Mike Kessel

Mike Kessel


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Stephen Haas/The News-Gazette Mike Kessel talks during an interview in his office Friday, Nov. 16, 2018, in Champaign.


MAHOMET — Major Mike Kessel gives God credit for saving him in Iraq after a series of ambushes.

During “the Battle of Holy Week” in April 2004, his unit was under constant ambush, and he needed some spiritual advice. It ended up saving his life, he believes.

Kessel grew up religious and patriotic in southern Illinois. But he’s lived here as a financial adviser for 16 years, since he came to Rantoul to help found Lincoln’s Challenge Academy in the National Guard.

After high school, Kessel joined the Army in 1985 and served three years.

“I decided I liked it,” he said.

So he went to Western Illinois University and joined the ROTC there, then he entered the National Guard for a total service of 21 years.
He was called up for the first Gulf War, Desert Storm, in 1990, just two weeks short of getting his commission as an officer.

So he served as a sergeant in the military police, setting up a POW camp.

It was a very short operation to stop Saddam Hussein’s invasion of Kuwait.

“They were surrendering faster than we could process them,” Kessel said.

He had a captured general and was putting him in a Humvee, and a soldier had left an M-16 rifle on the seat.

“He hands me the M-16, he says, ‘Here sergeant, I don’t think I need this where I’m going.’ It was very gentlemanly,” Kessel said.

Kessel also served in Operation Iraqi Freedom from 2003 to 2005.

The situation had turned around.

“My big one was getting called up in 2003,” he said. “The unit I now commanded went to Iraq in March 2004 and came back in March of 2005. We took over control of an area just southwest of Baghdad, touching the airport property.”

With the enemy knowing a huge U.S. force was en route — it was all over television news — Kessel’s unit was moving to the front lines in April.

“It started out rough. They were waiting for us,” he said.

In the morning, his unit had taken control of the area.

“At 6 p.m., we had our first ambush,” he said. “Three of my guys were wounded, one very seriously. He was shot by a sniper from the second story of a school building.”

One wounded soldier got a gruesome gift.

“We were able to recover the round and give it to him as a souvenir,” Kessel said.

Over the course of the next several days, there were multiple ambushes ahead of the hard-fought Battle of Holy Week.

On Good Friday, one of Kessel’s soldiers said, “I don’t know that we could take a year of this.”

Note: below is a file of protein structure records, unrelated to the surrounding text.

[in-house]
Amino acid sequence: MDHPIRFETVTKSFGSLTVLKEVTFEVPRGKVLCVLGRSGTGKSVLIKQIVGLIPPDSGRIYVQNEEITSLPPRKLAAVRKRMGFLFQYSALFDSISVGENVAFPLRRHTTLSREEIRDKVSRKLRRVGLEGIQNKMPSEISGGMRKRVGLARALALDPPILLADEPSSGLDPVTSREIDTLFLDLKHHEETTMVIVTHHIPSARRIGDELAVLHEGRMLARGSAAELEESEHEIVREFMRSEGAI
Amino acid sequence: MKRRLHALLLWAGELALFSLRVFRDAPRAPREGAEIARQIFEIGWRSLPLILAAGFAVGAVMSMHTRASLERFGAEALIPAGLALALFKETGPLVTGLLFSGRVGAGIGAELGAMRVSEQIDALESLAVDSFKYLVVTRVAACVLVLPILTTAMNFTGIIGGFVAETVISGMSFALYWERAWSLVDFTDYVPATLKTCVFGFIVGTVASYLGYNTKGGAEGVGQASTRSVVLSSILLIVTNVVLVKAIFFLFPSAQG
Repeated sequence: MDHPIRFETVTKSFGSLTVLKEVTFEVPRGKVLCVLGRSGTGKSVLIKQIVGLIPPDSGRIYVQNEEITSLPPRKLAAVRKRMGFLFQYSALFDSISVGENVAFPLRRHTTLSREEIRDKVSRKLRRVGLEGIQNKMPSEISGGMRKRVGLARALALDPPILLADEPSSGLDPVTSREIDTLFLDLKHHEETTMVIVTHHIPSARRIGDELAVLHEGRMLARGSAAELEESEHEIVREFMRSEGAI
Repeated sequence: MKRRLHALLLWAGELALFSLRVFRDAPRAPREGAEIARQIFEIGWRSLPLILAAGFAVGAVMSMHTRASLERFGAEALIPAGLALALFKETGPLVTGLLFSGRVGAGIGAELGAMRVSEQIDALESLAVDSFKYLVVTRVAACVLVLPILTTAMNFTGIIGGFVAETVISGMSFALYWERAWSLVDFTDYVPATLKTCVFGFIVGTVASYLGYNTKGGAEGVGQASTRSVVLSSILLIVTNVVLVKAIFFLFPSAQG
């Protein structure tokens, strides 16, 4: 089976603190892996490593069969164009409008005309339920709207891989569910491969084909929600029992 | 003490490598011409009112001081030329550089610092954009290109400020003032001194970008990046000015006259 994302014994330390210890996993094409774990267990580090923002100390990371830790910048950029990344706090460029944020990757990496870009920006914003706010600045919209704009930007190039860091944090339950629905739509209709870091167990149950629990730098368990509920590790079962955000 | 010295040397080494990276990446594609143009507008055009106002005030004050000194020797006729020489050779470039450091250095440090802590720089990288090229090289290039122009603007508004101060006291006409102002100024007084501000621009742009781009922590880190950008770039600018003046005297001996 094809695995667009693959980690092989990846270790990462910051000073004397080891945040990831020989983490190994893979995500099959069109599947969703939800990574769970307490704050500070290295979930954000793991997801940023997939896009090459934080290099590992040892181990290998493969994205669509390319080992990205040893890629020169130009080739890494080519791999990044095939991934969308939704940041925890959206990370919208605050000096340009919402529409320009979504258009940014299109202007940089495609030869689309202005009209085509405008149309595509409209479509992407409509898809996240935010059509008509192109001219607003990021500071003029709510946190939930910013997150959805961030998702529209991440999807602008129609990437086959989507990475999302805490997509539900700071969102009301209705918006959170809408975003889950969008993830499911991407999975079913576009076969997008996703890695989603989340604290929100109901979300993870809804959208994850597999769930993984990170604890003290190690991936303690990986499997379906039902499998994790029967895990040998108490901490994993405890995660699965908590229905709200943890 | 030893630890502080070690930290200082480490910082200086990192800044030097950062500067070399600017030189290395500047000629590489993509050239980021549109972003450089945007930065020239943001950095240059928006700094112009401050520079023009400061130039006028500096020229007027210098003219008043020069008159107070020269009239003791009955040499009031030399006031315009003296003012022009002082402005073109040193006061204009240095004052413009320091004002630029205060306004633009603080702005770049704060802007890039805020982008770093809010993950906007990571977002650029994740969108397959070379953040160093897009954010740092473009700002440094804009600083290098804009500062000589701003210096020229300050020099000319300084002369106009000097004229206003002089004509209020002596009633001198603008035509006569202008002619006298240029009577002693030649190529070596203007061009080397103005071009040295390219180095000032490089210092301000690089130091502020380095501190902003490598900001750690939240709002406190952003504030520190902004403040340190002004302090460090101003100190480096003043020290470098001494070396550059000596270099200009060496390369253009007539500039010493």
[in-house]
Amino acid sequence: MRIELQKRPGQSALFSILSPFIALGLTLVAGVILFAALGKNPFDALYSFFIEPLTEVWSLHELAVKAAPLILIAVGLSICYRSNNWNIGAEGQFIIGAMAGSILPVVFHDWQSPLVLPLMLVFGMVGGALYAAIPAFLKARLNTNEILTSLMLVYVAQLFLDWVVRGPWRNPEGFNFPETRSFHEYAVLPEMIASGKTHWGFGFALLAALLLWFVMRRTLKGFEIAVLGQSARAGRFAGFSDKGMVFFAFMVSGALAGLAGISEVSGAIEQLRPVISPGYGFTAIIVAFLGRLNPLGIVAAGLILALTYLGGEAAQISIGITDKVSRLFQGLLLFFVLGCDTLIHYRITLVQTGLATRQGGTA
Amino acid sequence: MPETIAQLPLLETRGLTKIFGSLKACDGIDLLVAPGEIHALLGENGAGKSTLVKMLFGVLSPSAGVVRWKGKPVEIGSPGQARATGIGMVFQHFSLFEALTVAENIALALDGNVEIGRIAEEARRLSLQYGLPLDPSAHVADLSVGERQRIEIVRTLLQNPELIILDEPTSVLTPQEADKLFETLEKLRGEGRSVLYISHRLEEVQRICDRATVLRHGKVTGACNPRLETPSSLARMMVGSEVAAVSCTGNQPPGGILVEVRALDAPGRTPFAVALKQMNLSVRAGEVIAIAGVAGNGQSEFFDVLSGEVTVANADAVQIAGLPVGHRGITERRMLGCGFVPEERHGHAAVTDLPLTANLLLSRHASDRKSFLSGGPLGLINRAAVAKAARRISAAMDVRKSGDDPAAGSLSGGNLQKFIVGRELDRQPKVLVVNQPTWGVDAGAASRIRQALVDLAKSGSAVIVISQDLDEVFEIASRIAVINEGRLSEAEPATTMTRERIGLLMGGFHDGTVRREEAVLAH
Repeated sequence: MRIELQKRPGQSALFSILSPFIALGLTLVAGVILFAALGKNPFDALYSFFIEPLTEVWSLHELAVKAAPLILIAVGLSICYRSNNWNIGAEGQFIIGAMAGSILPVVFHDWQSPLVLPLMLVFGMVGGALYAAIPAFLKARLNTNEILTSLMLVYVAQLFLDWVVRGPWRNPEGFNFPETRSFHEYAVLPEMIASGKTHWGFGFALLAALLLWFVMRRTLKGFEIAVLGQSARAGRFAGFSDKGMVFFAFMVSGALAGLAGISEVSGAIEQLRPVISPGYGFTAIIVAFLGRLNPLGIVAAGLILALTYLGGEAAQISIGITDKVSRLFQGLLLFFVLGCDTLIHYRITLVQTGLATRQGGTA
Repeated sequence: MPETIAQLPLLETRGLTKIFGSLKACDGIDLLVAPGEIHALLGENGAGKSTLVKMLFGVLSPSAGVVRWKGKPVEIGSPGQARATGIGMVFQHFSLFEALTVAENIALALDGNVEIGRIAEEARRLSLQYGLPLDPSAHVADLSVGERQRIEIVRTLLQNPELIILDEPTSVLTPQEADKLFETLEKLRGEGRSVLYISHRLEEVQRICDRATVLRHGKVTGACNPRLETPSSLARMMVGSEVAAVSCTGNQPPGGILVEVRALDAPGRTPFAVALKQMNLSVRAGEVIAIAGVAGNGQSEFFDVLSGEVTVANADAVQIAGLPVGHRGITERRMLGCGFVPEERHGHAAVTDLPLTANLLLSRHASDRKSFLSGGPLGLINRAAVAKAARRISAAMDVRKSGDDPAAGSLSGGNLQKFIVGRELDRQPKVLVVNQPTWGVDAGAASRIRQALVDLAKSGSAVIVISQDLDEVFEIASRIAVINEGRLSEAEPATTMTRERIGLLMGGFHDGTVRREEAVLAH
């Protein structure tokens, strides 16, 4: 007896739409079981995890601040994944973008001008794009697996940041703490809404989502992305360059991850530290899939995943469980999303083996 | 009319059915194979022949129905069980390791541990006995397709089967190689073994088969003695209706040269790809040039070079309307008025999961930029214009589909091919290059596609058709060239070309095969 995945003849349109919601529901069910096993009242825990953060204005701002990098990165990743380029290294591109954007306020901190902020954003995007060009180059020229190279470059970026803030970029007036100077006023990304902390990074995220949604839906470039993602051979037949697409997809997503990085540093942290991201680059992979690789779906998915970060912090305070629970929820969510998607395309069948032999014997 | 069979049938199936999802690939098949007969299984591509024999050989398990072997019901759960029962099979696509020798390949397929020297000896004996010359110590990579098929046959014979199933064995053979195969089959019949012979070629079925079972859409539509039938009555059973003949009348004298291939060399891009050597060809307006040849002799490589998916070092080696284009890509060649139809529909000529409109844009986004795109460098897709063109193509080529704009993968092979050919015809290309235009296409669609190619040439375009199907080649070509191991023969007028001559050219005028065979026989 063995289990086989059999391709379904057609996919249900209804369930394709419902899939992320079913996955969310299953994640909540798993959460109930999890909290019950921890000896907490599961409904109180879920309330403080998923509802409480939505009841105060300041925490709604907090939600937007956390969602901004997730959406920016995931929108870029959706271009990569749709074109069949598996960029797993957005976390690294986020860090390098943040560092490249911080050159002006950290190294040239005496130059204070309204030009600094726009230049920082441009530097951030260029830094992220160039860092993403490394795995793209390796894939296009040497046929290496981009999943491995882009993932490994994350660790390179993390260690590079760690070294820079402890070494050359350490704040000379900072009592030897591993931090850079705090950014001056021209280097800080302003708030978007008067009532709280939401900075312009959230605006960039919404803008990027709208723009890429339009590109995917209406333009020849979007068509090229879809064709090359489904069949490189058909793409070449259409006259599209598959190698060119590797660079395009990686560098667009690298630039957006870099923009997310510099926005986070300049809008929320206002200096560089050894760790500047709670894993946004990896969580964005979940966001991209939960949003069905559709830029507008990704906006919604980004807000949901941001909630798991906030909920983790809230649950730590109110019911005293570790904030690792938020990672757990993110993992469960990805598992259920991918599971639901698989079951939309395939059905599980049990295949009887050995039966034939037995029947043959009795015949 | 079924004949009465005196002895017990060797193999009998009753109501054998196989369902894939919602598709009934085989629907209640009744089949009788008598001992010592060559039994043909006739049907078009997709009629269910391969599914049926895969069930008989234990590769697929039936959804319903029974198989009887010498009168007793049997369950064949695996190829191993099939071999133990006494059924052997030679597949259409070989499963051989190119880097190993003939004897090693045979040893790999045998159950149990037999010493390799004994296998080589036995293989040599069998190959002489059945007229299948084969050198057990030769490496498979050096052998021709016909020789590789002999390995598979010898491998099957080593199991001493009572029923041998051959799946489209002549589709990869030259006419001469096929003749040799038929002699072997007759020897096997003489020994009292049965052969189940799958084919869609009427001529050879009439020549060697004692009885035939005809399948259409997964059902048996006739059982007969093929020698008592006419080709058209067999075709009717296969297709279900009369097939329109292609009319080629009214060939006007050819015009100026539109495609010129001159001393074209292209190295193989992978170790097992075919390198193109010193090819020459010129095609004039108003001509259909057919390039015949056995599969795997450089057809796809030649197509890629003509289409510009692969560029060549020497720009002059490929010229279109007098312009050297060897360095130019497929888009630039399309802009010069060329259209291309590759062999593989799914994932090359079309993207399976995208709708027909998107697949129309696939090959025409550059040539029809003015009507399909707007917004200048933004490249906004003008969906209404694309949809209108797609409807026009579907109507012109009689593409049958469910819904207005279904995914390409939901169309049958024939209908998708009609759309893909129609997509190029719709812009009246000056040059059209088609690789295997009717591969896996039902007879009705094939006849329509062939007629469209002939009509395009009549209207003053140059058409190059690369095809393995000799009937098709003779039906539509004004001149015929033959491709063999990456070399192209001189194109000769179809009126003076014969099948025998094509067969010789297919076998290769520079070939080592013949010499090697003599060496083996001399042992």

Kessel thought about it for a while.

“I’d gone to bed and prayed, and said to God, ‘I need help. We can’t put up with this for a year,’” Kessel said.

He said a voice told him, “Next time you get in an ambush, don’t get out of the kill zone, go out on full throttle.”

“I do believe it was the Holy Spirit. On Easter Sunday, that’s exactly what we did,” Kessel said.

“On Easter Sunday, we went through 20,000 rounds of ammunition, and I had one guy who got a piece of shrapnel in his calf, and that was it,” he said. “I credit God completely for that.”

But on Christmas Eve 2004, he was hit by an improvised explosive device in a city north of Baghdad, Tarmiyah, near the Tigris River.

His troops were told to look for a man who’d murdered U.S. civilian contractors. Kessel believes, based on photos, he’d found that man. But he disappeared.

And Kessel thinks that’s when he became a target. His Humvee was traveling at 50 or so miles per hour when the bomb went off.

“The last thing I remember was a donkey staked down on the side of the road,” he said.

When his vehicle lined up with the donkey, a cell phone set off the IED.

“They put the bomb on the wrong side of the road,” he said.

He was able to get the others out of the vehicle and only years later was told he had suffered a concussion from the blast. He still has bomb fragments pulled out of his totaled vehicle.

“It actually ripped the doors off my Humvee,” Kessel said. “The bulletproof glass was knocked out.”
With a new vehicle, Kessel continued the mission. Some 25 percent of his men earned Purple Hearts.

He married Alicia in 1997 and works at Edward Jones.

Do you know a veteran who could share a story about military service? Contact Paul Wood at pwood@news-gazette.com.